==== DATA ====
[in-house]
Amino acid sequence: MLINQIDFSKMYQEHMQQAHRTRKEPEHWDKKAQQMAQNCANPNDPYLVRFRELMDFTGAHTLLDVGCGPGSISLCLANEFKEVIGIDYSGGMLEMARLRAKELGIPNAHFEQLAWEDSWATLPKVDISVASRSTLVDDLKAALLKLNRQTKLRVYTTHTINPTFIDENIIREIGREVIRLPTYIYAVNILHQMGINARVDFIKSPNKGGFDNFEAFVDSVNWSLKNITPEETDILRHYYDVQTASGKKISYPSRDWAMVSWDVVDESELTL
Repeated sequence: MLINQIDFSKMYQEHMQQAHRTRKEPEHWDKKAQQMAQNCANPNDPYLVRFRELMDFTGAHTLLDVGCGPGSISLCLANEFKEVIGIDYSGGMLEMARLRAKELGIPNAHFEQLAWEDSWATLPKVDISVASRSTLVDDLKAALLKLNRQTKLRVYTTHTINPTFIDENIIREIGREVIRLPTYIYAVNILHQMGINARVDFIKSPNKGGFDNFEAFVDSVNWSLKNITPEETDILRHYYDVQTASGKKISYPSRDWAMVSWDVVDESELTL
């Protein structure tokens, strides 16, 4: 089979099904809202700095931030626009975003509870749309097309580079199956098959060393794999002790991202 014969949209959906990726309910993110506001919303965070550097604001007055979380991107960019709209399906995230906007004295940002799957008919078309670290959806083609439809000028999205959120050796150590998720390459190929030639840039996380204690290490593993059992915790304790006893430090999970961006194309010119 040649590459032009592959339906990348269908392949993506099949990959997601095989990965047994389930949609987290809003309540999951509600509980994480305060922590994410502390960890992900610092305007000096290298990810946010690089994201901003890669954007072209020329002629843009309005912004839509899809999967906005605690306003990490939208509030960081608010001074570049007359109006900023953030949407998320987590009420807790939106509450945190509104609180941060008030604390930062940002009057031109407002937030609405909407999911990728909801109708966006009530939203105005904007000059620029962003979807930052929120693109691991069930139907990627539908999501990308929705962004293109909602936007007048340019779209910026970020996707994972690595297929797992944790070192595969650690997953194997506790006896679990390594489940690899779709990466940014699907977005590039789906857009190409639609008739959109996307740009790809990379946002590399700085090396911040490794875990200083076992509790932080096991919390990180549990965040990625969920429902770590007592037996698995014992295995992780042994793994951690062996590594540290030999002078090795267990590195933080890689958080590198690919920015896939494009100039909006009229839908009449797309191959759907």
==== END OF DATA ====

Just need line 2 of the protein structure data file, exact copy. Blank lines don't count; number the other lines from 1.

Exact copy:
Amino acid sequence: MLINQIDFSKMYQEHMQQAHRTRKEPEHWDKKAQQMAQNCANPNDPYLVRFRELMDFTGAHTLLDVGCGPGSISLCLANEFKEVIGIDYSGGMLEMARLRAKELGIPNAHFEQLAWEDSWATLPKVDISVASRSTLVDDLKAALLKLNRQTKLRVYTTHTINPTFIDENIIREIGREVIRLPTYIYAVNILHQMGINARVDFIKSPNKGGFDNFEAFVDSVNWSLKNITPEETDILRHYYDVQTASGKKISYPSRDWAMVSWDVVDESELTL